Post-9/11 vs Montgomery GI Bill Revisited

I hope you all will forgive me for recycling a post so soon after starting this blog but this post seems to be one that gets a large number of views. Since it pertains to the use of the most often used VA education benefits, the Post-9/11 GI Bill and the traditional Montgomery GI Bill, I am going to repost it (with a few very minor changes) during this week of education related posts to be sure the maximum number of veterans can benefit from it.

“They told me the Post-9/11 GI Bill was way better, so I gave up my Montgomery GI Bill.” Having spent most of the last two years as a Veterans Administration (VA) School Certifying Official (SCO), I heard this phrase a lot from newly minted veterans and servicemembers about to make the transition. Generally, “they” were right. While the traditional Montgomery GI Bill (MGIB) only pays a stipend, the Post-9/11 GI Bill pays a stipend plus tuition and fees (at the in state rate) and up to $1000 per year for books. However, there are situations when the MGIB is a better deal and making that irreversible decision without having all the facts could potentially cause you to lose out on up to $14,000. (Yes, I said $14,000.)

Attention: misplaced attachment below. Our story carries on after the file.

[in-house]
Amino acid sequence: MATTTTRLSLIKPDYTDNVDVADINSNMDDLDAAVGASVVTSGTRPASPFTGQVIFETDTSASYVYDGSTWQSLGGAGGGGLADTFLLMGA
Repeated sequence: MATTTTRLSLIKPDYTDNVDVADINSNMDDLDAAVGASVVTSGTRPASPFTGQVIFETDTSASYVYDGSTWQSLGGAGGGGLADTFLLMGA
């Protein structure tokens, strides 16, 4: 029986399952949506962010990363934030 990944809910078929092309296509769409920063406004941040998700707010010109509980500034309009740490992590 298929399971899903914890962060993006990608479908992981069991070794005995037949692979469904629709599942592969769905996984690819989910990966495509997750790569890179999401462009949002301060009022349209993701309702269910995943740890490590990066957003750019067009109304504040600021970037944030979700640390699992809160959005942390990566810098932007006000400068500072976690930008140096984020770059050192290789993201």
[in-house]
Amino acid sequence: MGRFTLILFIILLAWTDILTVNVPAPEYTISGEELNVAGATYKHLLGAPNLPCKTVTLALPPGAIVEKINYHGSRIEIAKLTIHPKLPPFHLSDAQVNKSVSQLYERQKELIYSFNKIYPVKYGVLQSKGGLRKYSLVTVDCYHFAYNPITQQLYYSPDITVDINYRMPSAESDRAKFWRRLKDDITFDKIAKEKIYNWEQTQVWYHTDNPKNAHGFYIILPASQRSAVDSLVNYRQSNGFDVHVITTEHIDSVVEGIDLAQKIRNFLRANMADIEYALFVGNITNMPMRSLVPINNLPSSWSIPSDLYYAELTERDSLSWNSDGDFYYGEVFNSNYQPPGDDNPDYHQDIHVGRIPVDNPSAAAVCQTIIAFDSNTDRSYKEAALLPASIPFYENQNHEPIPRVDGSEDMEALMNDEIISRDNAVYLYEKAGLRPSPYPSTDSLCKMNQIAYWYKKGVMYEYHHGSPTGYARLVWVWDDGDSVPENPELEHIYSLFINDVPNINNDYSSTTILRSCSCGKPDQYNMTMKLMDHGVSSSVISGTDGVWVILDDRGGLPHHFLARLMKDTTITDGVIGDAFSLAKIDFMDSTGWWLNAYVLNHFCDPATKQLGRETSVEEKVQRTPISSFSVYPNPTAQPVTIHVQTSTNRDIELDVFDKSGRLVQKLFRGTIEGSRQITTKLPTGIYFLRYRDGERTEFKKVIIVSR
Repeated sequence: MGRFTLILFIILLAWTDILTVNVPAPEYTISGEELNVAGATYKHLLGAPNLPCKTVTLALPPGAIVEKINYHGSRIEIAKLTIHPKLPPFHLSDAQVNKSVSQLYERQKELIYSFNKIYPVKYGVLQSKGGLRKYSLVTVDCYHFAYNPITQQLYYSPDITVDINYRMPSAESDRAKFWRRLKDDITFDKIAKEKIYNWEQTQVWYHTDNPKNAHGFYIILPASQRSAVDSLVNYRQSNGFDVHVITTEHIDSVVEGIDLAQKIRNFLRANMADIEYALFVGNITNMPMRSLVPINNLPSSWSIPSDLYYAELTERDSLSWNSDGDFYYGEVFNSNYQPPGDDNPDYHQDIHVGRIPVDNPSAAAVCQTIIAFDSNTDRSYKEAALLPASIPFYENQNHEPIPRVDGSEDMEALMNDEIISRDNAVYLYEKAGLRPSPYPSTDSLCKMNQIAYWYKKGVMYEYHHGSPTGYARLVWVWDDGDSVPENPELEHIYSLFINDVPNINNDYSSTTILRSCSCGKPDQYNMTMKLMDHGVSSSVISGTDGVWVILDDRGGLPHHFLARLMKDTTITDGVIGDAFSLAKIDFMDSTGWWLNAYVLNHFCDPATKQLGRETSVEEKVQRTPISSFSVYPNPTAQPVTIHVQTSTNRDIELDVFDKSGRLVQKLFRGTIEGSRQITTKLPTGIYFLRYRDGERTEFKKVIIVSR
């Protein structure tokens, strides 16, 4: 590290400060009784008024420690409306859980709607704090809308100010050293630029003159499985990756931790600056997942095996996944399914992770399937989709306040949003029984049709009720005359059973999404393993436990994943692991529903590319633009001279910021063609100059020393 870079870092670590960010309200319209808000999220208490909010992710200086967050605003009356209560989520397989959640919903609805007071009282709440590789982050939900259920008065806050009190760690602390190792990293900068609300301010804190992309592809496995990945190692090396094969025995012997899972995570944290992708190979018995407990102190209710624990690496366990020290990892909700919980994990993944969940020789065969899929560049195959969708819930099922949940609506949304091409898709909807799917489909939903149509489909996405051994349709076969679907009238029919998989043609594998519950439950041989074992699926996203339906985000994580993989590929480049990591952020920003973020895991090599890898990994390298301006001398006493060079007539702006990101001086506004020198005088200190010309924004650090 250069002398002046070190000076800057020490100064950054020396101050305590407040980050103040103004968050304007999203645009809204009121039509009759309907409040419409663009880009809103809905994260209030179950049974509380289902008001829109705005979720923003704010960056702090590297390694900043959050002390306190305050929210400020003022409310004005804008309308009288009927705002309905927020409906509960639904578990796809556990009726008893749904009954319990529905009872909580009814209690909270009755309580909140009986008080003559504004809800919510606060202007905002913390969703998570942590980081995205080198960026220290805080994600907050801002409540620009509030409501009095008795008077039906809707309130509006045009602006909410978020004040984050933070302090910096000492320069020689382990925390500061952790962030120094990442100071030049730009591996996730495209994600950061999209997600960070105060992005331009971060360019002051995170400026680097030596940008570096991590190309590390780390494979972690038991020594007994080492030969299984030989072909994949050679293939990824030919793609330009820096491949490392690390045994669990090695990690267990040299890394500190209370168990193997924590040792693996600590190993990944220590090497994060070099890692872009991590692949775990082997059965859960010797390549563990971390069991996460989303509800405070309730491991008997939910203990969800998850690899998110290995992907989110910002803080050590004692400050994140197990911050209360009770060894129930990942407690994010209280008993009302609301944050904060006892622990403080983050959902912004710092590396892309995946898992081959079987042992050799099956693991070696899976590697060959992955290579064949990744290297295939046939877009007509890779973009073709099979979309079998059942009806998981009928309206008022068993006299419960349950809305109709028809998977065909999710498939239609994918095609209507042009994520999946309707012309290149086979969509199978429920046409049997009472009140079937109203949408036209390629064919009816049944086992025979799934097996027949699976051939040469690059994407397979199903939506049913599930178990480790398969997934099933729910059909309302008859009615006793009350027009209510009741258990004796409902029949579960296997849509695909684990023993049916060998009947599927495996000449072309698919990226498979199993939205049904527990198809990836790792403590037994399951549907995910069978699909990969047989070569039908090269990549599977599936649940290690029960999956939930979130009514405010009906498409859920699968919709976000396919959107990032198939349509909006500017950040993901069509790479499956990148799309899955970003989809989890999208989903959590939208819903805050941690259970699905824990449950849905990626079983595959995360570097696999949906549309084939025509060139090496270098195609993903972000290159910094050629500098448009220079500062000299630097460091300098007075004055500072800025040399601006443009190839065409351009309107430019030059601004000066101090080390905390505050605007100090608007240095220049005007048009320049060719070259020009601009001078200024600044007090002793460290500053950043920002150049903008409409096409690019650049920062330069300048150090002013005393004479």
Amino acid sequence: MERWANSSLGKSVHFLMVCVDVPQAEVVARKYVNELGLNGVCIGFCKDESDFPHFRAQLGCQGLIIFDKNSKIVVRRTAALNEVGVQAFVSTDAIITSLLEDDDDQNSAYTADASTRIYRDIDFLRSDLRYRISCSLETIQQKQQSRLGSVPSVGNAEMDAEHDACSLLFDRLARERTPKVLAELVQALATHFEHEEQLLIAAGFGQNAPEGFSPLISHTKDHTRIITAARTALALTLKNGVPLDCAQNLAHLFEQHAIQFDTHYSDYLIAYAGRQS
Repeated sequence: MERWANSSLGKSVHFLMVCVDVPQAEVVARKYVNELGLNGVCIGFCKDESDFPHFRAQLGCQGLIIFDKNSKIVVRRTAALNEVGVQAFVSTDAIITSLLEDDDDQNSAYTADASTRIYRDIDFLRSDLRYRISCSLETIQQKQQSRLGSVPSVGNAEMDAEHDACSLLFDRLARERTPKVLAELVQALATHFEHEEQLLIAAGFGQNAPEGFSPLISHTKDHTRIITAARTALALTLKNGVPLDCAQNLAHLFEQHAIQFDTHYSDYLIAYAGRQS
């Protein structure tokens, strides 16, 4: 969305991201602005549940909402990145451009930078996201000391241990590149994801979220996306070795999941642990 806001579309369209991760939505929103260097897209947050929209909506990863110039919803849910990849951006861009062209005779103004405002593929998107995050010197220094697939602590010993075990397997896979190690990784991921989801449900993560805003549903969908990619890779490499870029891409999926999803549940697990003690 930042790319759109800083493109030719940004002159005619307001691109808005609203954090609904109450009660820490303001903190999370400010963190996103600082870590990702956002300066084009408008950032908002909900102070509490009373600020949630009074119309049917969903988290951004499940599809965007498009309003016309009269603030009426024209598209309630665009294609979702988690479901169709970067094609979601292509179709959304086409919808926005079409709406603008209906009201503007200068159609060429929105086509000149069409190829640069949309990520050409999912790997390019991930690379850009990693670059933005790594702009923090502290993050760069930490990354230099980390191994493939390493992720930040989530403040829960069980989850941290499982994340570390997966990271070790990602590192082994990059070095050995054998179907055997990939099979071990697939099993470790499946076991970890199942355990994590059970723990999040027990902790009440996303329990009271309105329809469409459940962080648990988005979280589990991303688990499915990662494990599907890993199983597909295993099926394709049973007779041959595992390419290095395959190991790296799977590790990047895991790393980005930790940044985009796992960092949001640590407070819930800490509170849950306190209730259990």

So, when should you hang on to your MGIB? Before I answer that, let me just say that what I am going to list below are some situations where the traditional MGIB might be better than the Post-9/11 GI Bill. However, each veteran’s service record and individual situation can affect which is the better option and you should fully research the options using the VA’s official education website ( and call the VA education line at 1-888-442-4551 with any specific questions pertaining to your individual case. Now that I’ve given the required “don’t blame me” qualifier, here are some scenarios: